Park View students are rewarded for reading proficiency


Upon returning to school after the April vacation week, 26 students at Park View Middle School (PVMS) were rewarded for some hard work they’d done this school year. “We had students read seven books off the 2018 Rhode Island Children’s Book Award Nominations list of 20 books,” said PMVS librarian Stephanie Mills. “Anyone who read any seven off the list was eligible to participate in today’s Rooster Games. They had from September to now to read the books, and I received a grant to purchase extra copies of the books which helped the kids to qualify.”

The students were put into teams of five for the games. The groups were mixed as students from multiple classes were together at the event, and were on teams with students they were not normally in class with.

Mills and sixth-grade teacher Sarah Short had collaborated to create stations containing activities that had to do with different elements of all 20 books on the list. The stations were: short answer, multiple choice, first lines, rebus and title scramble, character motivation, illustrations, and objects from the books. Working as teams, the students had to use their knowledge from the books each team member had read to answer the questions at each station, even though all of the students hadn’t read all 20 books. There was a possible total of 110 points.

“It helps that you’re on a team because each of you have read different books, and when you’re combined on a team, you will have to use that combined knowledge to answer the questions,” Mills told the students at the start of the event.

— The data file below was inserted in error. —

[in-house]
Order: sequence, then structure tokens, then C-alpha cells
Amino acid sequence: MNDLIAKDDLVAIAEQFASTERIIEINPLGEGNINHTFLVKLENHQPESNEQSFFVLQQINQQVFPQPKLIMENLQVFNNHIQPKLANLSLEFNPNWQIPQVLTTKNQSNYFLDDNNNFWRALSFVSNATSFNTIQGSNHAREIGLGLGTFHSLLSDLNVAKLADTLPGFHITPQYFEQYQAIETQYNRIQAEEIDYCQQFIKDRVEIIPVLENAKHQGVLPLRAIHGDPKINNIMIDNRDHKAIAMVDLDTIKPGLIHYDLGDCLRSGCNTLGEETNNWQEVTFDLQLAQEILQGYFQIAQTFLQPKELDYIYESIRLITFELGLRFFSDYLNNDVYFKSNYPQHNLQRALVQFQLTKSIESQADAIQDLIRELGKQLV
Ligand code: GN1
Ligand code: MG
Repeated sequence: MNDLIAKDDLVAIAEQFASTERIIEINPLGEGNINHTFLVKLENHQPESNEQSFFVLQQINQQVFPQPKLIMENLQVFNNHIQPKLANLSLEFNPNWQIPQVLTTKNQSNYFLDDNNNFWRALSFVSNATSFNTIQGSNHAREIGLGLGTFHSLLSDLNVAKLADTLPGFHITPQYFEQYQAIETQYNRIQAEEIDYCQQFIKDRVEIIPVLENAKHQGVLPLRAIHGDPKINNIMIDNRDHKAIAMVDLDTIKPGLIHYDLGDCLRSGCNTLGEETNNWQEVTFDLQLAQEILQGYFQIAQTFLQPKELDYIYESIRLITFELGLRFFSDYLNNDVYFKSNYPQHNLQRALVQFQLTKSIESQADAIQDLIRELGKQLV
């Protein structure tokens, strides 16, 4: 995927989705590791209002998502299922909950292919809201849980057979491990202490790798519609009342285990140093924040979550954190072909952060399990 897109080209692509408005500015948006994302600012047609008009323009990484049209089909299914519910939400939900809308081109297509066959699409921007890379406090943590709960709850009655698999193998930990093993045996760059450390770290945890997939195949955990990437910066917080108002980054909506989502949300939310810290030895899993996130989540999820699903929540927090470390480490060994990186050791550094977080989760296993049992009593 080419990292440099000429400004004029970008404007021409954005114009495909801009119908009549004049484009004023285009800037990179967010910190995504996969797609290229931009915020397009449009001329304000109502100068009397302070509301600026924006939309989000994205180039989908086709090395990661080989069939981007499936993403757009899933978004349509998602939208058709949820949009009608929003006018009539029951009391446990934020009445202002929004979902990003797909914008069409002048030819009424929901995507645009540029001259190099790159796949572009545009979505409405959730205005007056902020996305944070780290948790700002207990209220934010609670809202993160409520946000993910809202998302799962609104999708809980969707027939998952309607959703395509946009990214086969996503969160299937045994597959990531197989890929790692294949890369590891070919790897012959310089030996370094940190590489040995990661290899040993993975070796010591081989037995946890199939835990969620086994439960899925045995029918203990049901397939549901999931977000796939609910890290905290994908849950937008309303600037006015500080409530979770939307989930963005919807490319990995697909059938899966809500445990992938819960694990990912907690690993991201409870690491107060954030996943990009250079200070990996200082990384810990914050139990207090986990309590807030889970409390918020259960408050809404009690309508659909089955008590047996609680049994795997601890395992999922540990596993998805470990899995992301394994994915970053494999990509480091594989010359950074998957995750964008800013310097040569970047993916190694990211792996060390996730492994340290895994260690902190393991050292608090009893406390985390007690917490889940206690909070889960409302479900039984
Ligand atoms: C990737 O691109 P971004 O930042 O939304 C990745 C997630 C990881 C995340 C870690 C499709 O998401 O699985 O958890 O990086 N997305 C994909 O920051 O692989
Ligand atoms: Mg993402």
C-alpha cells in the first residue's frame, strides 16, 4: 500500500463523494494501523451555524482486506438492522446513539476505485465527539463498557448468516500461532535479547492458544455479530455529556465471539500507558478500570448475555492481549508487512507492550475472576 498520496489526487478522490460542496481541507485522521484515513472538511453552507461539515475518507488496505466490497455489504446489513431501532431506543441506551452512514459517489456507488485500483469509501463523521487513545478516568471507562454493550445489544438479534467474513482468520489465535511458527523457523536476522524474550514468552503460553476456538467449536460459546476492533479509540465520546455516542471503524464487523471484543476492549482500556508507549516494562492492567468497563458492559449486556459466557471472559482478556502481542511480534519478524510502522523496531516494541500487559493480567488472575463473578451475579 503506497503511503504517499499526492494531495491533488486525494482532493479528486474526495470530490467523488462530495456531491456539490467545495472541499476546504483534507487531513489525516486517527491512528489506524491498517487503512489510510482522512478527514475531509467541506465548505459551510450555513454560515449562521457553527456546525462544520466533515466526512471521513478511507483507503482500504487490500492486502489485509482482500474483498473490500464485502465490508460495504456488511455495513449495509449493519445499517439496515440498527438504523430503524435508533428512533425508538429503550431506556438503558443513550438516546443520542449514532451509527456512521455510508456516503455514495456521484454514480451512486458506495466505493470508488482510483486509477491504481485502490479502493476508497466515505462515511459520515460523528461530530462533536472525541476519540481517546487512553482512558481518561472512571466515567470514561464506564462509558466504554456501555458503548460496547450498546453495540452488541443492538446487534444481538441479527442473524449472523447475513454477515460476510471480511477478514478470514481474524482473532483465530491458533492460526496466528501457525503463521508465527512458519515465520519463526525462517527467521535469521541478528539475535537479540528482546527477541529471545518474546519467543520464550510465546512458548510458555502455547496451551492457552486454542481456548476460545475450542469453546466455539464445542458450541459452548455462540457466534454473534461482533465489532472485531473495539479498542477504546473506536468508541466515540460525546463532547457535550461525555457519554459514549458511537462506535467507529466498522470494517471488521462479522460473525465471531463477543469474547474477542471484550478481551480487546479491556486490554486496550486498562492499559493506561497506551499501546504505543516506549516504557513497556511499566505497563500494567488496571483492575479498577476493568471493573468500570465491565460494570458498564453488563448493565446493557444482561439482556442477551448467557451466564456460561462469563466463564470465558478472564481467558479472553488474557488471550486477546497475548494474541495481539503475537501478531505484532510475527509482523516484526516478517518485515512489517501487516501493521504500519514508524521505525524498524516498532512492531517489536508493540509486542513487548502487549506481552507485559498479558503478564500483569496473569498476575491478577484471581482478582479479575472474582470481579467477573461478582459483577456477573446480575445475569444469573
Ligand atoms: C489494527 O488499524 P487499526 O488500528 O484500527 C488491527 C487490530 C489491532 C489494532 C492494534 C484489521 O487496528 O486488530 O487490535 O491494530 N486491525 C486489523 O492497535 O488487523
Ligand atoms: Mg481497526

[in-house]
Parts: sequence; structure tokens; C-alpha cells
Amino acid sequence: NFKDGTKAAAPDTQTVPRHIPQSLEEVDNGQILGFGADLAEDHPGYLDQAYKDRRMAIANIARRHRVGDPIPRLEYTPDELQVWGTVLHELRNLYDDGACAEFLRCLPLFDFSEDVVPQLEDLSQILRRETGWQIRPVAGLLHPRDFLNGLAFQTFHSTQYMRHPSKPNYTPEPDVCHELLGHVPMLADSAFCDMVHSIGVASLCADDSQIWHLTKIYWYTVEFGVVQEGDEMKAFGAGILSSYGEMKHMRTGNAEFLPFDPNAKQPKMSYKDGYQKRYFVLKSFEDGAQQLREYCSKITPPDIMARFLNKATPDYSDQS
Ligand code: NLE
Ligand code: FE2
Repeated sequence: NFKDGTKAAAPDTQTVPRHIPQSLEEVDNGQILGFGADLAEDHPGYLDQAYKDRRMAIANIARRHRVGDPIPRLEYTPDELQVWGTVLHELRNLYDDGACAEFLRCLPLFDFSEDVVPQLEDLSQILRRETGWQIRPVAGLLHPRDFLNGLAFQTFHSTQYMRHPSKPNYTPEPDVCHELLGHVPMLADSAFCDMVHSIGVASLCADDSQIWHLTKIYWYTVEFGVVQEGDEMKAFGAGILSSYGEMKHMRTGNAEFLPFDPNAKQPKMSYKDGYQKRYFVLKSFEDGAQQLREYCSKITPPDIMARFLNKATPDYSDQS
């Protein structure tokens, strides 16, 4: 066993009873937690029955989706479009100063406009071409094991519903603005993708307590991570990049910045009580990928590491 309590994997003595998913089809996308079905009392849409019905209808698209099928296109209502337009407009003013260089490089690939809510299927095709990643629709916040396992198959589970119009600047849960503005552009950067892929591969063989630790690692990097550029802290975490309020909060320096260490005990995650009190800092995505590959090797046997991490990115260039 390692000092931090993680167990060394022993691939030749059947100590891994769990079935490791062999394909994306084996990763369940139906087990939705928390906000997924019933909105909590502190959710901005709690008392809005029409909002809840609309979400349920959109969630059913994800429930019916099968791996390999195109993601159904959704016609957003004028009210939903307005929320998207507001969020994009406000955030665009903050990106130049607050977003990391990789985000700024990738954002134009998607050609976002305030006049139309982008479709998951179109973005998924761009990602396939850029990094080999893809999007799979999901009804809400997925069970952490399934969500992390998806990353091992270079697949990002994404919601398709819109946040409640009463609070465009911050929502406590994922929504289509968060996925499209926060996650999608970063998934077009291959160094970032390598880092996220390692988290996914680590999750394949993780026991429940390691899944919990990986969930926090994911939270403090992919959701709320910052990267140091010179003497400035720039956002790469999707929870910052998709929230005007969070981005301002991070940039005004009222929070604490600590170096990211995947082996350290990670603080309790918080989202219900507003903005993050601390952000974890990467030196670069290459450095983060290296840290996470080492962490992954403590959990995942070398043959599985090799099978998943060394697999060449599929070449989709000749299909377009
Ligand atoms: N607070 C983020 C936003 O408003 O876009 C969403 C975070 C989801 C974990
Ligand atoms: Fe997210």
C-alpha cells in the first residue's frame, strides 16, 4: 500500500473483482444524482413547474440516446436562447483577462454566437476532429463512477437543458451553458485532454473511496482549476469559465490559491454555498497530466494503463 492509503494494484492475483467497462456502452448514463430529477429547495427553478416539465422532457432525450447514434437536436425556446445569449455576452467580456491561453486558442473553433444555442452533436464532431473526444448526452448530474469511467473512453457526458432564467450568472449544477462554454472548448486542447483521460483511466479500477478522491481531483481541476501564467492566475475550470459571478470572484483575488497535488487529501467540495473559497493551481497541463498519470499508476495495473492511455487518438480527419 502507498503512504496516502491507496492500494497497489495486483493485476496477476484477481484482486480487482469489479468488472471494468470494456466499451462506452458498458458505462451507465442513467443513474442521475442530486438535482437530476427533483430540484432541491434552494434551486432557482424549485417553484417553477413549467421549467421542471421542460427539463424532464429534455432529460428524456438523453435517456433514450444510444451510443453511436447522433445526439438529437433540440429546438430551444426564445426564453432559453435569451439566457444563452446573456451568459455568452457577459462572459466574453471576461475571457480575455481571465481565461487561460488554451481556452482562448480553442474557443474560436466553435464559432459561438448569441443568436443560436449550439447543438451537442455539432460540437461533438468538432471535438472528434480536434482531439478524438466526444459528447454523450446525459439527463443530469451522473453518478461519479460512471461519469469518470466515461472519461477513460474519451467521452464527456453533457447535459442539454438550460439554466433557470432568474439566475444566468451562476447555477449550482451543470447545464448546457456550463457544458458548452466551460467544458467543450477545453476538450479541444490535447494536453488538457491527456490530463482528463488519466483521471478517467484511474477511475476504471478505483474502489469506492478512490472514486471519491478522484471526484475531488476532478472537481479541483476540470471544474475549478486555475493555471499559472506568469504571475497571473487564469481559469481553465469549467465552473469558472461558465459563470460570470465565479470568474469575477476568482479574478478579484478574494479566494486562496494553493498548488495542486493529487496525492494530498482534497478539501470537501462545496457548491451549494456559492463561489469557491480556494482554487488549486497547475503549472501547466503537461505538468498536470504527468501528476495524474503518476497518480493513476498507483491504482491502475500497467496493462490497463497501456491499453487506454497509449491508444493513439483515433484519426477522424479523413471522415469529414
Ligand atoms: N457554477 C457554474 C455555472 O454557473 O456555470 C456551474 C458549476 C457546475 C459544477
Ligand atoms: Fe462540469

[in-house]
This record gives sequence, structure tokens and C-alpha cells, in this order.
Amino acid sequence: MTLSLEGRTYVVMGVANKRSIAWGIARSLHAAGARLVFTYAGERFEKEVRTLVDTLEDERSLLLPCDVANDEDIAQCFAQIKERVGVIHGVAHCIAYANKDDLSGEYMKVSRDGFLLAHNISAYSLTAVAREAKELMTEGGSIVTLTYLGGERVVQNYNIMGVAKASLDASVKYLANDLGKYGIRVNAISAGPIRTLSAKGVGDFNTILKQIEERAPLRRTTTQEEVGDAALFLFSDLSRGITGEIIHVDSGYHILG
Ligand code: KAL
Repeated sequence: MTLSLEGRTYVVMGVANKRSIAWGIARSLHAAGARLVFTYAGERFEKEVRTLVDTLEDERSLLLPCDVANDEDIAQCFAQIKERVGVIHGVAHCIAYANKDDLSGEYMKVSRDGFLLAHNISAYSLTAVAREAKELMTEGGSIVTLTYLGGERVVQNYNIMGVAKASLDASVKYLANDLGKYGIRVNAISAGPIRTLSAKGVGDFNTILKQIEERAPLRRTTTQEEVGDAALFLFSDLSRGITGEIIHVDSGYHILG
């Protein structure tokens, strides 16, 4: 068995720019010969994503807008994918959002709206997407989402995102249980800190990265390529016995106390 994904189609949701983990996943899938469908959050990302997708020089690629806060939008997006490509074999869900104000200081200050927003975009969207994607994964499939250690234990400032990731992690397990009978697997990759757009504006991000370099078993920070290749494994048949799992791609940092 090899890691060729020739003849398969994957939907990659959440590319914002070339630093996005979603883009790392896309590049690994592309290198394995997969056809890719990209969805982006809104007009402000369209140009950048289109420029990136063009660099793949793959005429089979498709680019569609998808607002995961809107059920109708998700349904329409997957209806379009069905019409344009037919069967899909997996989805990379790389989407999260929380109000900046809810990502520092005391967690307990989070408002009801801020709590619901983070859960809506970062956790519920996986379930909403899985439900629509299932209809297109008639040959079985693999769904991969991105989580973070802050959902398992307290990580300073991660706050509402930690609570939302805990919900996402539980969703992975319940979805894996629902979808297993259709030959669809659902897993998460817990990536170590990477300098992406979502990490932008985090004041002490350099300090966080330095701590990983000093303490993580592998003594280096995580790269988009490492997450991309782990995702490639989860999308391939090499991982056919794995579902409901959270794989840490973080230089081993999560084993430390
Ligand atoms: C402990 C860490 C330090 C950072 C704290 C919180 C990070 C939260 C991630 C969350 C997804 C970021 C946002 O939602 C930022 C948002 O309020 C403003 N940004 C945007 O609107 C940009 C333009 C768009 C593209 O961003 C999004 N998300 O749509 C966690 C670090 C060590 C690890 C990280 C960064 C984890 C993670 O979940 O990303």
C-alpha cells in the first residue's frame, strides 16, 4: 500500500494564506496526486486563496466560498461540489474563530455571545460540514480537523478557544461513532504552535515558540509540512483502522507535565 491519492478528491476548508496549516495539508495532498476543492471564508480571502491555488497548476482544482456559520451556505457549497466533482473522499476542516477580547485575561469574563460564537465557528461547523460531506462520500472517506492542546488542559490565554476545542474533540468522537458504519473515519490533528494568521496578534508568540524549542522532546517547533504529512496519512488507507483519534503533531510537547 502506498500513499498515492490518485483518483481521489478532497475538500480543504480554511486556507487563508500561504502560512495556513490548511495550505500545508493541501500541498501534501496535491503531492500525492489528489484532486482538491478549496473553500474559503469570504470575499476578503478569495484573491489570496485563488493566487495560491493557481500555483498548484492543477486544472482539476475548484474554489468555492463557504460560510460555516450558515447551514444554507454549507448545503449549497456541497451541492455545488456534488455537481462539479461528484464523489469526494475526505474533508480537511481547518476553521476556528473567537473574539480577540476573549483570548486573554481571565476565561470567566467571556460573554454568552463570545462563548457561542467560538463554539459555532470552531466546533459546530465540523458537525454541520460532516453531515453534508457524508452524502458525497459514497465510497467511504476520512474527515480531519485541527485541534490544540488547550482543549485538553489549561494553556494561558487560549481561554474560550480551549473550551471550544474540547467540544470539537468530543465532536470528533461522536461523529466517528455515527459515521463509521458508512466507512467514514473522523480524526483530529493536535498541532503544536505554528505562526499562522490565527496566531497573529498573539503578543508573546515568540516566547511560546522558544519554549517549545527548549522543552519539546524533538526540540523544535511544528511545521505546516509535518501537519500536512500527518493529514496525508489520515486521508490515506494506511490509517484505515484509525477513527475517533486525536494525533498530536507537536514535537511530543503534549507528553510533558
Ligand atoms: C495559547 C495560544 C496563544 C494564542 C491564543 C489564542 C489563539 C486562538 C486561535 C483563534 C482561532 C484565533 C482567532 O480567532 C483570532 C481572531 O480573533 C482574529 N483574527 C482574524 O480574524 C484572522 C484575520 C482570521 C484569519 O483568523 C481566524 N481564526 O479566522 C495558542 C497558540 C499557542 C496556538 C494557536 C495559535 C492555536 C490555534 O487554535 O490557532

The winning team would have the opportunity to have a special lunch with friends the following day, with each student being allowed to bring two guests to the lunch with them. Each student who participated received a certificate of achievement as well.

According to Short, her classroom a picture book each day, totaling approximately 150 books already this year, either as read-aloud books or in connection to a book project being done in class. This gave them the opportunity to read many of the books on the 20-book list of nominees.

“It’s a great way to start and end each day, and the kids really looked forward to it,” she said. “On Thursdays I’d do ‘throwback Thursday’ and the students could request books from their childhood that they wanted to hear again.”

Each team was provided with a list of the titles of the books and a brief synopsis of the books, and combined that information with what they knew about the books they’d read as a collaborative group, and could be seen strategizing and brainstorming together as they moved through the stations.

“I remember that line,” and “Let’s go back over the ones we missed,” and “Alright, did anybody read that book,” were some of the things said by students during the game. The winning team consisted of the following students: Emily Maguire, Naomi Takenaka Diaz, Carlos Lora, Even Morel, and Sophie Bailey.

“Although the Rooster Games activity was one that was originally designed for grades three through six, it was perfect for this age level,” said Mills. “It was great to see everyone working together,” said Sue Rose, library program supervisor for the Cranston Public Schools.


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